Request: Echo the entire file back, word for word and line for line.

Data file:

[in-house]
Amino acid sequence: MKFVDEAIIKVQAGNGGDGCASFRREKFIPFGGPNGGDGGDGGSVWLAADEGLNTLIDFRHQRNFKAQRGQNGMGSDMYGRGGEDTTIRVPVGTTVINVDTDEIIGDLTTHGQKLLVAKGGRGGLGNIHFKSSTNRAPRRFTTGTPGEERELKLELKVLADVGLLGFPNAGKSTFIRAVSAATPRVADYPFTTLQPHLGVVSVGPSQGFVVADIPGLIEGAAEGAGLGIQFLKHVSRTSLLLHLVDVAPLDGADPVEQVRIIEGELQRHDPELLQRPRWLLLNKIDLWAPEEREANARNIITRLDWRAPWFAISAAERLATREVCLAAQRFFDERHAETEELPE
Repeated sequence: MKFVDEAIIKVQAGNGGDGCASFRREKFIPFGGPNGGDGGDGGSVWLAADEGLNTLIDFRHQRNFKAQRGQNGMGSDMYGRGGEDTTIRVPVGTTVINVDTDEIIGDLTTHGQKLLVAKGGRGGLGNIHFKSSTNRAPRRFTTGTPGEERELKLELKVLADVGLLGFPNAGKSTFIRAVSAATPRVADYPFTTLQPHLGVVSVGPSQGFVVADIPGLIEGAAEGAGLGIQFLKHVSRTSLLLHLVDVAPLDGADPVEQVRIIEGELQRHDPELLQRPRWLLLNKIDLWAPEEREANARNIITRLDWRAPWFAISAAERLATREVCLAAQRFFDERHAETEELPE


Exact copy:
[in-house]
Amino acid sequence: MKFVDEAIIKVQAGNGGDGCASFRREKFIPFGGPNGGDGGDGGSVWLAADEGLNTLIDFRHQRNFKAQRGQNGMGSDMYGRGGEDTTIRVPVGTTVINVDTDEIIGDLTTHGQKLLVAKGGRGGLGNIHFKSSTNRAPRRFTTGTPGEERELKLELKVLADVGLLGFPNAGKSTFIRAVSAATPRVADYPFTTLQPHLGVVSVGPSQGFVVADIPGLIEGAAEGAGLGIQFLKHVSRTSLLLHLVDVAPLDGADPVEQVRIIEGELQRHDPELLQRPRWLLLNKIDLWAPEEREANARNIITRLDWRAPWFAISAAERLATREVCLAAQRFFDERHAETEELPE
Repeated sequence: MKFVDEAIIKVQAGNGGDGCASFRREKFIPFGGPNGGDGGDGGSVWLAADEGLNTLIDFRHQRNFKAQRGQNGMGSDMYGRGGEDTTIRVPVGTTVINVDTDEIIGDLTTHGQKLLVAKGGRGGLGNIHFKSSTNRAPRRFTTGTPGEERELKLELKVLADVGLLGFPNAGKSTFIRAVSAATPRVADYPFTTLQPHLGVVSVGPSQGFVVADIPGLIEGAAEGAGLGIQFLKHVSRTSLLLHLVDVAPLDGADPVEQVRIIEGELQRHDPELLQRPRWLLLNKIDLWAPEEREANARNIITRLDWRAPWFAISAAERLATREVCLAAQRFFDERHAETEELPE